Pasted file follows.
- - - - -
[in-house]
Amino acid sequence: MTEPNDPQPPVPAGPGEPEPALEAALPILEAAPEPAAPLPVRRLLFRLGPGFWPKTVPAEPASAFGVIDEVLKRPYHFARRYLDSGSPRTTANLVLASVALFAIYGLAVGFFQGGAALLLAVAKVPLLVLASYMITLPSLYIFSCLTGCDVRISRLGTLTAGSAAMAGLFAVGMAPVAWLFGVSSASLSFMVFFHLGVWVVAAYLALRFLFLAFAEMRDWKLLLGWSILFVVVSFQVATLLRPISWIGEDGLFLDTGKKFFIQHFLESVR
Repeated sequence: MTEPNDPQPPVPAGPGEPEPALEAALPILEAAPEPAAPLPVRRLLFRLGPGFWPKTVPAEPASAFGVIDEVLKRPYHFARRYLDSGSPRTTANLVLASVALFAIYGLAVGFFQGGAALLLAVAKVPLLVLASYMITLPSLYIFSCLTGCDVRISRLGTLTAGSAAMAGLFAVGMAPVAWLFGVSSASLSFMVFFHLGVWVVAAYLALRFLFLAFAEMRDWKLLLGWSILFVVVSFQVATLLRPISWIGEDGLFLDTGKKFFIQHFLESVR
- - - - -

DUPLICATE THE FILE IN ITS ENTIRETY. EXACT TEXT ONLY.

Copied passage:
[in-house]
Amino acid sequence: MTEPNDPQPPVPAGPGEPEPALEAALPILEAAPEPAAPLPVRRLLFRLGPGFWPKTVPAEPASAFGVIDEVLKRPYHFARRYLDSGSPRTTANLVLASVALFAIYGLAVGFFQGGAALLLAVAKVPLLVLASYMITLPSLYIFSCLTGCDVRISRLGTLTAGSAAMAGLFAVGMAPVAWLFGVSSASLSFMVFFHLGVWVVAAYLALRFLFLAFAEMRDWKLLLGWSILFVVVSFQVATLLRPISWIGEDGLFLDTGKKFFIQHFLESVR
Repeated sequence: MTEPNDPQPPVPAGPGEPEPALEAALPILEAAPEPAAPLPVRRLLFRLGPGFWPKTVPAEPASAFGVIDEVLKRPYHFARRYLDSGSPRTTANLVLASVALFAIYGLAVGFFQGGAALLLAVAKVPLLVLASYMITLPSLYIFSCLTGCDVRISRLGTLTAGSAAMAGLFAVGMAPVAWLFGVSSASLSFMVFFHLGVWVVAAYLALRFLFLAFAEMRDWKLLLGWSILFVVVSFQVATLLRPISWIGEDGLFLDTGKKFFIQHFLESVR